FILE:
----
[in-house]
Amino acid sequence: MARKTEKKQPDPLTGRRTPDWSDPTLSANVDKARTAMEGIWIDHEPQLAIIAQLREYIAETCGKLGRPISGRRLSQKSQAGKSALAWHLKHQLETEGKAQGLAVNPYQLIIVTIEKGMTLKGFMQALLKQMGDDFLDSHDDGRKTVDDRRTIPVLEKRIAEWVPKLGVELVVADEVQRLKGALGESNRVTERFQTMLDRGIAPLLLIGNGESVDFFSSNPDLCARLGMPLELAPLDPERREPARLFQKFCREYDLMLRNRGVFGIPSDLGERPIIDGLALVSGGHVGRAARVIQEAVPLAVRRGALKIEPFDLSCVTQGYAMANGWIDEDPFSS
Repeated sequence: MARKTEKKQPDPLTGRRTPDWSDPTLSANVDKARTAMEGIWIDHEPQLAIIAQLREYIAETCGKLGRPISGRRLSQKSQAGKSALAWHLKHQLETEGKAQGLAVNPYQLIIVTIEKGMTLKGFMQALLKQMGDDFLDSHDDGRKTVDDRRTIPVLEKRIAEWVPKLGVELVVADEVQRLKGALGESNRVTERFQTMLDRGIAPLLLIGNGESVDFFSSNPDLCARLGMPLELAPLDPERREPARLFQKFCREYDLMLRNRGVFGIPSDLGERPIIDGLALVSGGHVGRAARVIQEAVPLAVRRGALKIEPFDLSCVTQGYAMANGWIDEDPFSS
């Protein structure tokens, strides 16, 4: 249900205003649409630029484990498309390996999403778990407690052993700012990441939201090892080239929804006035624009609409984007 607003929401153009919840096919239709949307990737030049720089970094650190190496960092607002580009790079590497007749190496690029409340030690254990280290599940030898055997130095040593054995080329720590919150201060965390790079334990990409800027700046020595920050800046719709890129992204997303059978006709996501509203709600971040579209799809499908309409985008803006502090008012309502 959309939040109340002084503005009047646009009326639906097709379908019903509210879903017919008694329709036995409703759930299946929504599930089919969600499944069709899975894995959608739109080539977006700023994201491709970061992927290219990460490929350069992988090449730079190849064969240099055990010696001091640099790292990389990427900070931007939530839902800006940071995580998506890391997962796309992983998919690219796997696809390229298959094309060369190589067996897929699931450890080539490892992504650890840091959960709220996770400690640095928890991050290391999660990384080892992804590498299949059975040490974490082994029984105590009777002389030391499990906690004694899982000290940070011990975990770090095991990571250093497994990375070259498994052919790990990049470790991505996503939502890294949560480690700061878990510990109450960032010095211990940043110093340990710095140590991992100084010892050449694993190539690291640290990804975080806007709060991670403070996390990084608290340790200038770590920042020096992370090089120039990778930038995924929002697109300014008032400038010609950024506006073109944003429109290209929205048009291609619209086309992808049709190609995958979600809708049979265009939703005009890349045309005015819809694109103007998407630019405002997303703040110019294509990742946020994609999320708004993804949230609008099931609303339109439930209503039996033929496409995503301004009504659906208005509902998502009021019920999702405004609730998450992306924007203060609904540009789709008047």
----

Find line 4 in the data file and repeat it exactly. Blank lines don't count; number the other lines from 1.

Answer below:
């Protein structure tokens, strides 16, 4: 249900205003649409630029484990498309390996999403778990407690052993700012990441939201090892080239929804006035624009609409984007 607003929401153009919840096919239709949307990737030049720089970094650190190496960092607002580009790079590497007749190496690029409340030690254990280290599940030898055997130095040593054995080329720590919150201060965390790079334990990409800027700046020595920050800046719709890129992204997303059978006709996501509203709600971040579209799809499908309409985008803006502090008012309502 959309939040109340002084503005009047646009009326639906097709379908019903509210879903017919008694329709036995409703759930299946929504599930089919969600499944069709899975894995959608739109080539977006700023994201491709970061992927290219990460490929350069992988090449730079190849064969240099055990010696001091640099790292990389990427900070931007939530839902800006940071995580998506890391997962796309992983998919690219796997696809390229298959094309060369190589067996897929699931450890080539490892992504650890840091959960709220996770400690640095928890991050290391999660990384080892992804590498299949059975040490974490082994029984105590009777002389030391499990906690004694899982000290940070011990975990770090095991990571250093497994990375070259498994052919790990990049470790991505996503939502890294949560480690700061878990510990109450960032010095211990940043110093340990710095140590991992100084010892050449694993190539690291640290990804975080806007709060991670403070996390990084608290340790200038770590920042020096992370090089120039990778930038995924929002697109300014008032400038010609950024506006073109944003429109290209929205048009291609619209086309992808049709190609995958979600809708049979265009939703005009890349045309005015819809694109103007998407630019405002997303703040110019294509990742946020994609999320708004993804949230609008099931609303339109439930209503039996033929496409995503301004009504659906208005509902998502009021019920999702405004609730998450992306924007203060609904540009789709008047």